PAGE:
Dogs bring immeasurable joy to our lives. They can brighten our day when we’re feeling down, encourage us to exercise, and even help us be more social.
Outside of their role as pets, dogs can also serve as therapy dogs. Therapy dogs, as defined by the Alliance of Therapy Dogs, “provide psychological or physiological therapy to individuals other than their handlers.”
What Do Therapy Dogs Do?
Put simply, therapy dogs can help improve a person’s emotional well-being and physical health. It is important to note that therapy dogs are different from service dogs, who are trained to do a specific task, such as detecting low blood sugar levels, for a person with a disability.
Therapy dogs work in a variety of locations, such as hospitals, nursing homes and schools. Some of the types of support they provide include:
Visiting hospitalized patients
Participating in a patient’s physical therapy
Helping college students de-stress during final exams
Providing emotional support to a child who struggles with reading out loud
Therapy dogs can provide numerous physical and emotional benefits to people. Physical benefits include lowering blood pressure and overall pain, and improving cardiovascular health. Emotional benefits include reduced anxiety and loneliness, increased socialization, and reduced depression.
Therapy Dogs in Hospitals
For many people, the thought of therapy dogs conjures an image of a friendly dog going from room to room, bringing cheer to hospitalized patients. Therapy dogs who work in hospitals provide what is known as Animal-Assisted Therapy (AAT). AAT broadly describes the use of dogs or other animals to help patients recover from, or better manage, their health challenges.
Examples of patients who could benefit from AAT include:
Patients with cancer
Patients in long-term care facilities
Patients with chronic diseases
Scientific Evidence of Therapy Dogs Helping Patients
Several studies have reported the benefits of AAT. For a study published in PLoS ONE, researchers evaluated the emotional and physical benefits of AAT for pediatric oncology patients.
Pediatric cancer diagnosis and treatment can take a huge emotional and physical toll on children and can increase their risk of developing mental health illnesses later in life. A sick child’s caregivers often suffer, too.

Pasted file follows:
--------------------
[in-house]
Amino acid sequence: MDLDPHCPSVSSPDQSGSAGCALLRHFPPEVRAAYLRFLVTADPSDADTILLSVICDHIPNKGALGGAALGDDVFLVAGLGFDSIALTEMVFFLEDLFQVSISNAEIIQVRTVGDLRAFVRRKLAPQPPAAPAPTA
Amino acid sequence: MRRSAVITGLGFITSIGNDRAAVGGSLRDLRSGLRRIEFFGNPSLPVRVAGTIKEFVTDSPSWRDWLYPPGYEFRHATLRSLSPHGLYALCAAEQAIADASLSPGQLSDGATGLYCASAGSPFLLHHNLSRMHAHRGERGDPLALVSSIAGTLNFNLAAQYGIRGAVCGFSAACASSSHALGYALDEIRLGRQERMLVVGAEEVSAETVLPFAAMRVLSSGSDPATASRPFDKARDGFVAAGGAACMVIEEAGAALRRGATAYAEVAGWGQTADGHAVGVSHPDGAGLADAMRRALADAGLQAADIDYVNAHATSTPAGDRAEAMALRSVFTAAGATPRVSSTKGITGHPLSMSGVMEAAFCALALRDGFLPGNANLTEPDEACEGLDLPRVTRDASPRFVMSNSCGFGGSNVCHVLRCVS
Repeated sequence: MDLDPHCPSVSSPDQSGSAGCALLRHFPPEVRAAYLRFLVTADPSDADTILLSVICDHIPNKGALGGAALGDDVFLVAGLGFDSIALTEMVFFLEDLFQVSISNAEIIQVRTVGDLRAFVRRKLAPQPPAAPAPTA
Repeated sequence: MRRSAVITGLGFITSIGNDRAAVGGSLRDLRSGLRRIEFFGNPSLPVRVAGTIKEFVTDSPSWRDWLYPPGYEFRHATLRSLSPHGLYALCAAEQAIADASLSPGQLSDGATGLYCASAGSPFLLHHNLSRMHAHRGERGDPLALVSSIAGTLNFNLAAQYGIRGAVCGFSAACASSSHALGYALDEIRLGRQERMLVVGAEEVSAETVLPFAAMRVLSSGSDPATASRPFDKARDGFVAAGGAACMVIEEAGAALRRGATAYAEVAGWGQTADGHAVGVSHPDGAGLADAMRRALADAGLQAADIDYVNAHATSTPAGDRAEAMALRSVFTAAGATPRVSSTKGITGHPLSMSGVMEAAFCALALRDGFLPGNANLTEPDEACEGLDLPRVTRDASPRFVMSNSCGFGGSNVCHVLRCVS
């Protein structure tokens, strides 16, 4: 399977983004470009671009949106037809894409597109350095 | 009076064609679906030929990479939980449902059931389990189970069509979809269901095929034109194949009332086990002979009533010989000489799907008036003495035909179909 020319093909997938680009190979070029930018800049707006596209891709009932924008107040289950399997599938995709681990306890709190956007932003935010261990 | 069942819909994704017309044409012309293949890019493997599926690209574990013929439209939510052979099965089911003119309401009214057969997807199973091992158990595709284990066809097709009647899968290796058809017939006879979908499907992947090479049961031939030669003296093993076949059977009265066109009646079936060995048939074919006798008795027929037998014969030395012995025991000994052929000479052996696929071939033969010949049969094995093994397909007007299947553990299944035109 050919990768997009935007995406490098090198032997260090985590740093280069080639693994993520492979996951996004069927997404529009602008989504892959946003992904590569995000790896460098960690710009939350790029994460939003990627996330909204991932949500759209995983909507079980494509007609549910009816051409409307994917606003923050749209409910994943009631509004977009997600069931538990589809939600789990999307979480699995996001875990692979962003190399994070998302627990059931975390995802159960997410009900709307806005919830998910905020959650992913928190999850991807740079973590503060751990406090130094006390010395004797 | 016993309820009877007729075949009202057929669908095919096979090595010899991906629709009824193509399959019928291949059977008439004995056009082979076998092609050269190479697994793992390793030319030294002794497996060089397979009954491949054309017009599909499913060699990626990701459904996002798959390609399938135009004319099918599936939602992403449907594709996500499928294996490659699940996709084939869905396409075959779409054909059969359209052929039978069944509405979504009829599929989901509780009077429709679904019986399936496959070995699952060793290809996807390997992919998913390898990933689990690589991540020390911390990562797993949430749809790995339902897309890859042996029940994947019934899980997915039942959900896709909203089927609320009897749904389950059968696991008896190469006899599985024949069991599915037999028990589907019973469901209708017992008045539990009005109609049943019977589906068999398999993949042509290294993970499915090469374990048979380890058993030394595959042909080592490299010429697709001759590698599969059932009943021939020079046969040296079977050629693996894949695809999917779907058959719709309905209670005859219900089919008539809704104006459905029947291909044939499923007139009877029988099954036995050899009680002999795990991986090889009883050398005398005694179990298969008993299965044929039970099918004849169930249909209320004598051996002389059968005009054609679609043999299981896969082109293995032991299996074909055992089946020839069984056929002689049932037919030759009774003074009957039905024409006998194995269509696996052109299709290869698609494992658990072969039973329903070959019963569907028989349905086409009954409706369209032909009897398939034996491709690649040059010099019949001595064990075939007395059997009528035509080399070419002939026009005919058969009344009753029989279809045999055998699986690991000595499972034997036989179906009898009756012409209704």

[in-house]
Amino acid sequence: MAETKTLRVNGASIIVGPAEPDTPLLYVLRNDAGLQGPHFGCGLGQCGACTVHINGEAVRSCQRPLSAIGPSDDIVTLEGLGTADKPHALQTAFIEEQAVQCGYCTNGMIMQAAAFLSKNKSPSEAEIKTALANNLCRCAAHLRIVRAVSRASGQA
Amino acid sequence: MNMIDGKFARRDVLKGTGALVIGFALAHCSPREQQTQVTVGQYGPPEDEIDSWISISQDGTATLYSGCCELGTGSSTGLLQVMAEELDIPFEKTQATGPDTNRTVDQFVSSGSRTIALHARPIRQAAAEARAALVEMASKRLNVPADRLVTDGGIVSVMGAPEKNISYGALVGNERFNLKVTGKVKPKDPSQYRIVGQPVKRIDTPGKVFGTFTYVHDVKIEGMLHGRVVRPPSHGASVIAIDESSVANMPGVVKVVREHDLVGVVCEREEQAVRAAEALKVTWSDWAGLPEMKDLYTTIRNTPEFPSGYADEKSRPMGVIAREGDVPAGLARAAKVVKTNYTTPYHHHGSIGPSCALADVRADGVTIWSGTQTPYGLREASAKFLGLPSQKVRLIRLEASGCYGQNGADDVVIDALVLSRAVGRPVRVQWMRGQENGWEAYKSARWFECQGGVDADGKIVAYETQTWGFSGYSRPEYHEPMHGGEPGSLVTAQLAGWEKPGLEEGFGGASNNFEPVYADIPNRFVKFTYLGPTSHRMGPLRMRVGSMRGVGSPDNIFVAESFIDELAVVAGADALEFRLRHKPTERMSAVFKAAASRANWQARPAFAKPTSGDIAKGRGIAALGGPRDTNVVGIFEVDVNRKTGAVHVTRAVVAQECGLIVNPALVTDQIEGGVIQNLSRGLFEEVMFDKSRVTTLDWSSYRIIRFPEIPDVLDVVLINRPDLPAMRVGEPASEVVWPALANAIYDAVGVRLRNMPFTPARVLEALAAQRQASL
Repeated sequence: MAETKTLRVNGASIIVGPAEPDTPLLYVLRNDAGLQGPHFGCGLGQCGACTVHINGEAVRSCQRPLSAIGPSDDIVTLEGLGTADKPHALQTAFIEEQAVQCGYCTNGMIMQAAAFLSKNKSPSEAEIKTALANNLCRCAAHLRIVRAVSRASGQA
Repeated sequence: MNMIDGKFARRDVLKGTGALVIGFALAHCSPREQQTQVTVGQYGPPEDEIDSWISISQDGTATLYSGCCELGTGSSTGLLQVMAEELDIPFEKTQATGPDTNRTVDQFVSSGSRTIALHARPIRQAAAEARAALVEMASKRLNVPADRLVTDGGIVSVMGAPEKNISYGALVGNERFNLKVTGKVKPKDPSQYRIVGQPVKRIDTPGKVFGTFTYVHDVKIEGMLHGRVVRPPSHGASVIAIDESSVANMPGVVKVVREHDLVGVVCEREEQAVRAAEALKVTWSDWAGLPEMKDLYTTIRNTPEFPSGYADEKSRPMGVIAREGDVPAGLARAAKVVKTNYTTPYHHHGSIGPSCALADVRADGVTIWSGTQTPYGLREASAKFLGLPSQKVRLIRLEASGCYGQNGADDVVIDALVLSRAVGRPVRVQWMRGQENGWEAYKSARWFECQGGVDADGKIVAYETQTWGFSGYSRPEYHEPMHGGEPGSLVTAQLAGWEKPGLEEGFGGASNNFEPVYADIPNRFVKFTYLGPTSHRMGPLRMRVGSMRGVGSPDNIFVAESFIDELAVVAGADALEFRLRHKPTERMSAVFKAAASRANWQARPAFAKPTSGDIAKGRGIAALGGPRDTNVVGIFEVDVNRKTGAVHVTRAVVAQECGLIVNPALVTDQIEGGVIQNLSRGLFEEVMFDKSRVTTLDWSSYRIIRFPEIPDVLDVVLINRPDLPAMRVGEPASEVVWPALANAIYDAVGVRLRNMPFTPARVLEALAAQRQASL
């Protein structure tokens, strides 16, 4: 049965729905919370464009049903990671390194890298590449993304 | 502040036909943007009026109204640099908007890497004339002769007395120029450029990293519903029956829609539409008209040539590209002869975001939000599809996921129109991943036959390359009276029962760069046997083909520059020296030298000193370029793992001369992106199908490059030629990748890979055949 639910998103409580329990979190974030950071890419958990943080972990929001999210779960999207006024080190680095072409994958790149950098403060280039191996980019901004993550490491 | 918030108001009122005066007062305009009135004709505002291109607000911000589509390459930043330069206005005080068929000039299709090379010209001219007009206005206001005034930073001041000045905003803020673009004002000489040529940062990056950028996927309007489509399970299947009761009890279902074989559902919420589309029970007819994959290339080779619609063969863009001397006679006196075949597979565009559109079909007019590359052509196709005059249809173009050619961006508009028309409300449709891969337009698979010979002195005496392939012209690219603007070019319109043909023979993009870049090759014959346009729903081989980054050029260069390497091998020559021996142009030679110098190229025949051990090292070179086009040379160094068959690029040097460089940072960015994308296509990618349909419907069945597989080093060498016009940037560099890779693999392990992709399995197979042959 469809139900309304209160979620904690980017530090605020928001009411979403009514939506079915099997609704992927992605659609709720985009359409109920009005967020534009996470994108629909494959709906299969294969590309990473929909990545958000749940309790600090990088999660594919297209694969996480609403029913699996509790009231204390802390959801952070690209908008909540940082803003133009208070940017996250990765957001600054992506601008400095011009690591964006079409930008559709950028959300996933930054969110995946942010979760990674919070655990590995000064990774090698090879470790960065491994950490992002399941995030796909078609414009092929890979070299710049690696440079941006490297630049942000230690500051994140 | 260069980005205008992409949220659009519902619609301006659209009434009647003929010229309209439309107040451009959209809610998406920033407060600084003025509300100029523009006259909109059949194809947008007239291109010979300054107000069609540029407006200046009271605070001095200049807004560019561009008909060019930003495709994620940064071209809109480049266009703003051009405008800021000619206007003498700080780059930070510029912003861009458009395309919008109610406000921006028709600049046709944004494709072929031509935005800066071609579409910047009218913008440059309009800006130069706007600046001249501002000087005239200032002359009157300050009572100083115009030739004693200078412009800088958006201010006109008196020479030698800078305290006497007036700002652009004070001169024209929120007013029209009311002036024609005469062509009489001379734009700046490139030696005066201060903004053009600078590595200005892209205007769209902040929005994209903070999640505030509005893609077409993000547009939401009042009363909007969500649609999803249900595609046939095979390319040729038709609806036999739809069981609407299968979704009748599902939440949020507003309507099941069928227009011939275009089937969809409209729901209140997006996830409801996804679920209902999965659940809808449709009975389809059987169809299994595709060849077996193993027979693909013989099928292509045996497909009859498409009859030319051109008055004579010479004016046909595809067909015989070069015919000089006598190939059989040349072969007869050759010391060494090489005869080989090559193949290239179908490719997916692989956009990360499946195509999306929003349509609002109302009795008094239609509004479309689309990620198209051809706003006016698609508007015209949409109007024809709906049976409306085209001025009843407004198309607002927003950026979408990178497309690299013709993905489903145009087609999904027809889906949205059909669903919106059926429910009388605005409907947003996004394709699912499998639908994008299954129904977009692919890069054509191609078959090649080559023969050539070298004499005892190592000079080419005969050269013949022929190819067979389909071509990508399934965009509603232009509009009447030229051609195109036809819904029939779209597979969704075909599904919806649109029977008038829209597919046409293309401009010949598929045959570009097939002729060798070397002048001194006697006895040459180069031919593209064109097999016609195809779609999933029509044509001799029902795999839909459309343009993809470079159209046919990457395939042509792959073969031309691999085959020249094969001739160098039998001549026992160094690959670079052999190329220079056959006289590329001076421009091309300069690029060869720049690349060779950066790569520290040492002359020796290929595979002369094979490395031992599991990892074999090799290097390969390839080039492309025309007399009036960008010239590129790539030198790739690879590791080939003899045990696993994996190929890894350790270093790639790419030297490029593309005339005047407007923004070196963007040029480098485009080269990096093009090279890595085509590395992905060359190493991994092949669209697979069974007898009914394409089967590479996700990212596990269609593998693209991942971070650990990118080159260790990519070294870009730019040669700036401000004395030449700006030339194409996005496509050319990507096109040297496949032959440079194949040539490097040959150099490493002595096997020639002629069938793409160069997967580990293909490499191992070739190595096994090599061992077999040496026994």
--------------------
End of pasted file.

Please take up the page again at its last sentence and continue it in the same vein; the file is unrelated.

With AAT, the patients in this study experienced many emotional benefits, including reduced stress and anxiety, improved quality of life, a better mood, and improved depressive symptoms. Similarly, the children’s caregivers had less anxiety and stress with AAT.
AAT has also been shown to improve the lives of hospital patients with heart failure. These patients can experience a range of emotional and physical stresses, according to a study published in the American Journal of Critical Care.
For this study, researchers analyzed physical and emotional changes in heart failure patients after short visits with therapy dogs. They found that anxiety levels were lower in the patients who interacted with therapy dogs than those who did not.
The emotional benefits demonstrated in these studies and others indicate that therapy dogs can often serve as emotional therapy dogs for hospital patients.
Even with this scientific evidence that therapy dogs can improve hospitalized patients’ emotional well-being, it is reasonable to wonder just how well therapy dogs are accepted among patients and hospital staff. One study, published in the Western Journal of Emergency Medicine, evaluated the acceptance of therapy dogs in emergency rooms by ER staff and patients. The study’s researchers found that most patients and staff accepted the therapy dogs, with over 90 percent believing that therapy dogs should visit ERs. Less than five percent believed that therapy dogs were a danger to patients.
Do Therapy Dogs in Hospitals Pose Health Risks?
To prevent hospitalized patients from acquiring an infection, hospitals maintain strict standards on sanitation and cleanliness. It is a reasonable concern that therapy dogs could compromise these standards, especially if the dogs are not fully healthy themselves.
To address this potential drawback, therapy dogs undergo thorough health checks to ensure they are healthy before visiting hospitals. For example, Therapy Dogs International (TDI), a well-known therapy dog organization, requires that dogs meet the following health requirements before being registered through their organization:
Annual veterinary wellness exam within the past year
Mandatory 1-, 2- or 3-year rabies vaccine, administered by a veterinarian
Initial series of distemper, hepatitis and parvovirus vaccinations
Negative fecal exam within the past year
Negative heartworm test within the past year (if not on continuous heartworm prevention) or two years (if on continuous dog heartworm medicine)
What Does It Take to Become a Therapy Dog?
Hospitals do not want therapy dogs who could threaten patient safety (e.g., if they are aggressive or nippy). Therefore, potential therapy dogs undergo temperament testing to determine whether they have the right disposition to handle hospital work. The right disposition includes the following:
Nonreactive to noises
Comfortable around all types of people, especially strangers
Several organizations, such as TDI and the Alliance of Therapy Dogs, work with dogs with the potential to become therapy dogs. These dogs undergo intensive therapy dog training. If they successfully complete the therapy dog training, they will be officially certified and registered as therapy dogs.
Therapy dogs can work wonders in the lives of hospital patients. When properly trained and vetted, these dogs provide immense emotional benefits to hospital patients, allowing them to feel better about themselves and better manage their health challenges.
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